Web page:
Elsie Henderson (1880-1967)
Young Tiger 1923
Bronze, signed and dated
Lost wax cast
Henderson was one of the great talents of early twentieth century painting and sculpture. She is best known for animal drawings, and as an animal draughtsman she stood out among 20th Century artists. Her most characteristic works were those depicting the big cats, capturing their power and elegance. Works are to be found in the collections of Tate Britain, British Museum, Victoria and Albert Museum’s in London, the Fitzwilliam Museum in Cambridge, Manchester City Art Gallery, Guernsey Museum & Art Gallery
Born in Sussex, she was raised in Guernsey, her mother was an amateur painter and encouraged her to draw. Elsie studied at the Slade School 1903–5 where she was taught by Fred Brown, Henry Tonks and Philip Wilson Steer.
She continued her education, doing a European tour, she moved to Paris and took lessons at various ateliers in the city. In 1912 Henderson studied with Othon Friesz before spending 1913 in Italy observing master paintings and works.
In 1914 at the start of the First World War Elsie moved to Guernsey, living with her sister but in 1916 she enrolled at the Chelsea Polytechnic, where she was taught lithography by the artist Francis Ernest Jackson, one of the pioneers in British lithography. In London she became a frequent visitor to London Zoo and animal drawings and paintings became a major theme of her early work. While still a student London Transport commissioned a poster from her to promote travel to the Zoo, which was well received.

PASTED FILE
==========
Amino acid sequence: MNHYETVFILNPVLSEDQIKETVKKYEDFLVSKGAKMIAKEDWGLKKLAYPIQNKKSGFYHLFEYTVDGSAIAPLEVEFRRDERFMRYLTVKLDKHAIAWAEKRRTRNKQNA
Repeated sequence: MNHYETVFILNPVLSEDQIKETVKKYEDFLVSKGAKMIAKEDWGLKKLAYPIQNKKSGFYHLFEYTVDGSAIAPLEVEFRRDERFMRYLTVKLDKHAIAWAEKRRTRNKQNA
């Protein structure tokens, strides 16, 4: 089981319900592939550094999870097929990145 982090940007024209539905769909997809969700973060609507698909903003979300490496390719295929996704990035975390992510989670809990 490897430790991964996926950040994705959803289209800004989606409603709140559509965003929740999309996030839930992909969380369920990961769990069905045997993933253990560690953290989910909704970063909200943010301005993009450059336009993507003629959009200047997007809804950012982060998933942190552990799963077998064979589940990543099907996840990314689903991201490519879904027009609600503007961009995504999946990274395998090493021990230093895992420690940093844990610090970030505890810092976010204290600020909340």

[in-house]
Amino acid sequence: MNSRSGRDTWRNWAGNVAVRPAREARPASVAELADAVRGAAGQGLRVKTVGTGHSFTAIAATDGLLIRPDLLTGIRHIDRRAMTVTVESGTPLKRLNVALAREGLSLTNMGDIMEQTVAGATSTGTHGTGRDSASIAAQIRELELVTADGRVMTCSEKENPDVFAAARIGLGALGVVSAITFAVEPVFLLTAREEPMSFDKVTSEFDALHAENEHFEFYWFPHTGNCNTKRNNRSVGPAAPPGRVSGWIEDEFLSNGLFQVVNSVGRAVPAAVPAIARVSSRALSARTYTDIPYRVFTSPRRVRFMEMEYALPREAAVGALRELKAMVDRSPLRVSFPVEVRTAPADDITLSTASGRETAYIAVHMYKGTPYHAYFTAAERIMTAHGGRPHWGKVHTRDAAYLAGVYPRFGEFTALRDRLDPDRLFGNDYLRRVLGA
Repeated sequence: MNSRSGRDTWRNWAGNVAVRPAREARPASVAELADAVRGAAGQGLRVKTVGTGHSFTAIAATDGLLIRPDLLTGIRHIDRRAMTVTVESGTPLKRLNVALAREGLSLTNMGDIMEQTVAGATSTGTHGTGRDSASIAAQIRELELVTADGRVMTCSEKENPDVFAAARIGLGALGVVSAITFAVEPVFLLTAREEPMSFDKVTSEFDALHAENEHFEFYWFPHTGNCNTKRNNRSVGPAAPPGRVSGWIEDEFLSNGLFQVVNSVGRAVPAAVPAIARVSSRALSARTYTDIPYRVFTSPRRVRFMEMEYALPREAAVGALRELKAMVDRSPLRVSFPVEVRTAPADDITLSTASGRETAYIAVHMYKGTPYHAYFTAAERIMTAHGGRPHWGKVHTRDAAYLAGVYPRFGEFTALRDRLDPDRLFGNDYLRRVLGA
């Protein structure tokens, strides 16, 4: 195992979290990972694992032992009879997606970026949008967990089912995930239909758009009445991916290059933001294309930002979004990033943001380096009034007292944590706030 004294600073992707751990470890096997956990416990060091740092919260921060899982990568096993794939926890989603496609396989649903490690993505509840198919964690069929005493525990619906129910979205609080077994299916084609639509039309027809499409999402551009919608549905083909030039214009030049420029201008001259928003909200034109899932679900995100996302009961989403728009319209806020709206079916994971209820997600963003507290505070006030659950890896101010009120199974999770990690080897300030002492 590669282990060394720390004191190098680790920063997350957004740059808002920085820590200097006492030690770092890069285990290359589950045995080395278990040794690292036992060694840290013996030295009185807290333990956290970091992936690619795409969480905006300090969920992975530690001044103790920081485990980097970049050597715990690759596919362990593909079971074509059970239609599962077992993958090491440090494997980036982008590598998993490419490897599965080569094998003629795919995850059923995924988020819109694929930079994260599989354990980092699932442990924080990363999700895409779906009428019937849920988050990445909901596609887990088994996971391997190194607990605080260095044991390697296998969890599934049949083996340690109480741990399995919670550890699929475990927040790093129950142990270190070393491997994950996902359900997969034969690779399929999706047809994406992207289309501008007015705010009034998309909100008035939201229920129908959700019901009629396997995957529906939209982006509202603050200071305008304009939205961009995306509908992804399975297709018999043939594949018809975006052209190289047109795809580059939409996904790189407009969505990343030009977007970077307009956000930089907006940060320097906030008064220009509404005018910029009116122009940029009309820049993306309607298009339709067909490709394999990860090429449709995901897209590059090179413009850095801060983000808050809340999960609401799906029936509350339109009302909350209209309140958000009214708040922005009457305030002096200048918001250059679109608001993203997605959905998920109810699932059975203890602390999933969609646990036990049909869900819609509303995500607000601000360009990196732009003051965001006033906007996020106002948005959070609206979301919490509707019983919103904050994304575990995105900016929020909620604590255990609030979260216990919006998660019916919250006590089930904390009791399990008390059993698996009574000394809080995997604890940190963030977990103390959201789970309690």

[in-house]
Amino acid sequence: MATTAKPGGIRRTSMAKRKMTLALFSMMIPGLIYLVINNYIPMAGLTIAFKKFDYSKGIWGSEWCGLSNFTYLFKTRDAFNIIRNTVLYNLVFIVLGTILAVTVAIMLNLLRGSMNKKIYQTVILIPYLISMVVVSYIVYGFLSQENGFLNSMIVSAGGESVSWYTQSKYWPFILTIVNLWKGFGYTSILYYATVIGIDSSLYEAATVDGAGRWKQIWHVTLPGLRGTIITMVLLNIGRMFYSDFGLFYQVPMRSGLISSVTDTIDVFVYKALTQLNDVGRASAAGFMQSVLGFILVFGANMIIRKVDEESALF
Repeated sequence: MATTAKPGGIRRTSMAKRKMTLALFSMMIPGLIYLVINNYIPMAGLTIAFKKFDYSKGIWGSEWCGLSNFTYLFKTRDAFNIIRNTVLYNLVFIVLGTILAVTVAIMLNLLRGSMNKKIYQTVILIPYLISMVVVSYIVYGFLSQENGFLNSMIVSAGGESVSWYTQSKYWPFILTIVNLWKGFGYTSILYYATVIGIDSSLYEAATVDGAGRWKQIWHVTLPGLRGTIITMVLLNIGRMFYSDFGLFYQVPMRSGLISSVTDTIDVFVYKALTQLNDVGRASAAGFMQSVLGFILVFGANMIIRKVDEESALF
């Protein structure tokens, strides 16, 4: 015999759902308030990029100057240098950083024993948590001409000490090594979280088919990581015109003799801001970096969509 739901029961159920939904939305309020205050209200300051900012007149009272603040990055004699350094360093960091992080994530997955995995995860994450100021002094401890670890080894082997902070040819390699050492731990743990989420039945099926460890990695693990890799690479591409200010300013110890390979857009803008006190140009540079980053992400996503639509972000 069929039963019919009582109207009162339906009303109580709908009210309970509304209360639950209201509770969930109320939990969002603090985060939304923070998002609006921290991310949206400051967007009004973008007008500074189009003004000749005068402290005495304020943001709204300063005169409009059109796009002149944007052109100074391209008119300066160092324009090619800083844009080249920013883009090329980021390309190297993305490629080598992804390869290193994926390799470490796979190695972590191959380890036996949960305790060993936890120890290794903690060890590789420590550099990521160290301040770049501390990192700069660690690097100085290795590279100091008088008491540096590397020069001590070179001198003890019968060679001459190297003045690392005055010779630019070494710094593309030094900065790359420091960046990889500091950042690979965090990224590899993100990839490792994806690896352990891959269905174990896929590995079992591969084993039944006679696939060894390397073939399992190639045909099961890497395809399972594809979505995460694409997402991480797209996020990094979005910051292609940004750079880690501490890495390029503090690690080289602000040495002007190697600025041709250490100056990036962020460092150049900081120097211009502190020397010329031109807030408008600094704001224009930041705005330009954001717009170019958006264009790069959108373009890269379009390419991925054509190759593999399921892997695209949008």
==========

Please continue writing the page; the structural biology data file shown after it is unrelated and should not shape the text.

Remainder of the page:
Henderson started her own press and became a member of the Senefelder Club for printmakers. Between 1921-1924 she joined Lucien Pissarro’s short lived art society, the Monarro Group, one of only two women members. In 1924 Henderson had her first solo exhibition at the Leicester Galleries in London. The exhibition consisted of drawings, lithographs and bronze sculptures of, often savage, animals such as Jaguar Tearing its Prey and Leopard Killing a Parrot. She had a joint exhibition with Paul Nash. Between 1927 and 1938 she exhibited with the Society of Graver Printers in Colour.
In 1928 Henderson married Emmanuel Edouard Marie Henri de Coudenhove the French consul to Guernsey. The couple lived on the island during World War Two and throughout the German occupation. Baron de Coudenhove died towards the end of the war and in 1946 Henderson moved to Hadlow Down in Sussex.
During her lifetime Henderson exhibited at the Royal Academy, with the Women’s International Art Club and the Society of Women Artists. A joint retrospective exhibition of Henderson’s work, with that of her friend Orovida Pissarro, was held in 1985 at the Michael Parkin Gallery.